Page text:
Boeing: About To Crash And Burn?

| About: The Boeing (BA)

Summary

Some of my most respected colleagues insist to me that Boeing stock is going to take a nose dive.

Boeing just reported its second quarter which posted a huge loss, but I discuss the results.

Operationally the company remains strong.

You may recall I wrote about my decision to buy The Boeing Company (NYSE:BA) and got in back in December. This was as the company raised its dividend and expanded its buyback but now 7 months later, where do we stand? Well the stock is up, which is good, but we need to consider where the stock is going. Is it going to crash and burn? Some of my most respected colleagues insist to me that it will. Even pointing to this mornings' results as evidence, or declining revenues, cuts to military spending, etc. To have an understanding of where it is going, we have to review the company's performance but also discuss where the company is heading.

Boeing just reported its second quarter. Do not fear, but the company had a big loss in the quarter. However this loss was more than anticipated thanks to certain charges. Analysts were all over it, and their consensus was crushed. The numbers beat estimates on the top line handily but missed on the bottom line. The company reported revenue of $24.8 billion in the quarter, surpassing estimates by $760 million and rising 1.1% year over year. Core earnings per share for the quarter were pitiful year over year compared to $1.62 last year. But this was a beat of $0.48 against analyst estimates. Why the loss? Remember the company took a charge for its 787 reclassification and took charges in the 747 program as well as the KC-46 tanker program. These charges combined for a hit of $3.23 per share. However, the company was operationally strong.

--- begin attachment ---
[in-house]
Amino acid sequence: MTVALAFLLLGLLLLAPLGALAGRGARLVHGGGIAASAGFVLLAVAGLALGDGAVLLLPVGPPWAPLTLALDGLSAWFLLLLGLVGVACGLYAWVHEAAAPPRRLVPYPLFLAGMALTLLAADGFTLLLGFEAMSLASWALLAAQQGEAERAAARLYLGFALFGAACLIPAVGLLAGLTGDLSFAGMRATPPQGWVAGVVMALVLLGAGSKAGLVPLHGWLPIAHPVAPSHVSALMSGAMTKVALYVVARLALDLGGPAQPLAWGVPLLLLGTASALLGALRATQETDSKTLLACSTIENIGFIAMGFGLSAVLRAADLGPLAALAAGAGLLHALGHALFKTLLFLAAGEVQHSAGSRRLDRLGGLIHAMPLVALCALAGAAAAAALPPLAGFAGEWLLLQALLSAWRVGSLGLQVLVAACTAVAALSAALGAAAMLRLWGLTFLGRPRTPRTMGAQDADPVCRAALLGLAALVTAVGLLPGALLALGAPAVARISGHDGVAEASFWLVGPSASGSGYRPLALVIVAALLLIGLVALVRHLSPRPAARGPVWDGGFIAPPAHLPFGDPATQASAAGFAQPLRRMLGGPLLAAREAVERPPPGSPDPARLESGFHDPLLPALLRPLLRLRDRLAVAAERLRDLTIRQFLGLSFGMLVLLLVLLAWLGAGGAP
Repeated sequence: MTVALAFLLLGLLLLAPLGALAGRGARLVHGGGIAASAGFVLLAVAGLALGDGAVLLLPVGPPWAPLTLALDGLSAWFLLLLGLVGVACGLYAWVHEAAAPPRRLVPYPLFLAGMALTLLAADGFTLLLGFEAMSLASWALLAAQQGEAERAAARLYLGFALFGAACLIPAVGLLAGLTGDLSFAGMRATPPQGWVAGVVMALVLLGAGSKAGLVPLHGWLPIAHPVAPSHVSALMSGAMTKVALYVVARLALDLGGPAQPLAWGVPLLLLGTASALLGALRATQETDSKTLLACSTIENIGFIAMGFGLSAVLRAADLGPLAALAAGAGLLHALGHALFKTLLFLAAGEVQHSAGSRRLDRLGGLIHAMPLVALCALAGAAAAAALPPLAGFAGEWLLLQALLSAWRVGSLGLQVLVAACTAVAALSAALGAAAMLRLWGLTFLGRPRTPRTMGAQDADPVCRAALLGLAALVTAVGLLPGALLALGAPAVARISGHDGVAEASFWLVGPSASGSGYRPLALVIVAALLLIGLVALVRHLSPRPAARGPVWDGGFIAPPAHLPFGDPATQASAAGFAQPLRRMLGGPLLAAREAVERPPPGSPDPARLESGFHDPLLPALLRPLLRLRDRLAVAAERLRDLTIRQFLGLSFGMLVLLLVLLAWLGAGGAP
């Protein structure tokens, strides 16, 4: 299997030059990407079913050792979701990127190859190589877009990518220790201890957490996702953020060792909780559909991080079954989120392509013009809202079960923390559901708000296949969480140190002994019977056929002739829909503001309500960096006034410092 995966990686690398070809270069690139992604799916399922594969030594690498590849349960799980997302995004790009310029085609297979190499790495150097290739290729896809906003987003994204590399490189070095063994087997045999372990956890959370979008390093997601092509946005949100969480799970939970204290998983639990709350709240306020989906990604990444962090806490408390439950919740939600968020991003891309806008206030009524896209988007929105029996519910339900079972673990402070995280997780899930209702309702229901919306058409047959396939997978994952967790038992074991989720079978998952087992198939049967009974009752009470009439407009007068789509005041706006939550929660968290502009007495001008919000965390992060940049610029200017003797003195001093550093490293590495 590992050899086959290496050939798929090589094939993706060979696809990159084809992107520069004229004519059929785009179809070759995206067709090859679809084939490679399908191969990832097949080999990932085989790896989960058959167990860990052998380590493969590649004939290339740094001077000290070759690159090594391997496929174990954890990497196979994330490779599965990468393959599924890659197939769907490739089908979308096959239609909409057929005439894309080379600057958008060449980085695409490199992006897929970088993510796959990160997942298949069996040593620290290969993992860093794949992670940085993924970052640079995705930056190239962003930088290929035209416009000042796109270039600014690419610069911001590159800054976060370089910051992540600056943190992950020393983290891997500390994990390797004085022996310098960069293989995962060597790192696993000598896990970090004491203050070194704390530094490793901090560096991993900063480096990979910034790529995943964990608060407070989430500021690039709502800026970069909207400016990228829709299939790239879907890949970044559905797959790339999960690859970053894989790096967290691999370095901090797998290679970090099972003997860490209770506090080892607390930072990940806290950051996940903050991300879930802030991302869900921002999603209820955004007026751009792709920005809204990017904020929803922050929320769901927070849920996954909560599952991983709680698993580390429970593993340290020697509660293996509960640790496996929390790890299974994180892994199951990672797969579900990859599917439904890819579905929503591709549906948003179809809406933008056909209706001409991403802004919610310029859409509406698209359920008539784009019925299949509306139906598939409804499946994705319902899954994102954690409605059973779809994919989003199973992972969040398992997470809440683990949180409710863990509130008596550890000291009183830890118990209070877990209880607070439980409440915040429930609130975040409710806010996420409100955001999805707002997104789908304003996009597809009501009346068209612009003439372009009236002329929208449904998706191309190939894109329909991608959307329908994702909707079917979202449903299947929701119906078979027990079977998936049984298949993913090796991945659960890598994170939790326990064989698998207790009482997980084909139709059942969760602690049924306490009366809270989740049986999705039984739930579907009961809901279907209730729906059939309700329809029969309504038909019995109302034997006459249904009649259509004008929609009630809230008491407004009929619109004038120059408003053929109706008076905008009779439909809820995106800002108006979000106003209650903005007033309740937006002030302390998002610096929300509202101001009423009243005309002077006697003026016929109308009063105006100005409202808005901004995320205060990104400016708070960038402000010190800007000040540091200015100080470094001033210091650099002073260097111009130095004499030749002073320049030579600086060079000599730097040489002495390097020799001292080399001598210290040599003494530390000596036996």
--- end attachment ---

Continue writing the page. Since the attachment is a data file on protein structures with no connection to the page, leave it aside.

To address this, let's take a look at some of the sector highlights to get a feel for the performance. The Commercial Airplanes segment saw second quarter revenue rise 3% to $17.4 billion on higher delivery volume, while operating margin was -5.6%, reflecting aforementioned charges. During the quarter the 787 program hit deliveries of 12 planes per month while the 737 MAX saw the first two airplanes completed. In total, the 737 program has won nearly 3,200 firm orders for the 737 MAX since launch. Commercial Airplanes booked 152 net orders during the quarter. Backlog remains strong with nearly 5,700 airplanes valued at $417 billion.

In the company's Defense, Space & Security segment, revenue was a strong $7.2 billion with an operating margin of 8.3%. This was down from over 10% last quarter reflecting aforementioned charges, but I have to point out these margins were still up year-over-year compared to the 7.2% in Q2 2015, Boeing Military Aircraft revenues were down, with second-quarter revenue increasing to $3.0 billion primarily as a result of planned reductions in C-17 and Chinook deliveries. The company saw some strong contracts in the quarter as well. The Network & Space Systems division saw revenue of $1.8 billion and its operating margin was 8.5%. The Global Services & Support Division saw revenue increase to $2.4 billion due to higher volume in Aircraft Modernization and Sustainment. Further, its operating margin increased to 11.1% on strong performance. Like with the Commercial Airplanes segment, there is a significant backlog. Backlog in this segment was $55 billion, of which 37% represents orders from international customers. Commenting on the quarter Boeing President and Chief Executive Officer Dennis Muilenburg stated: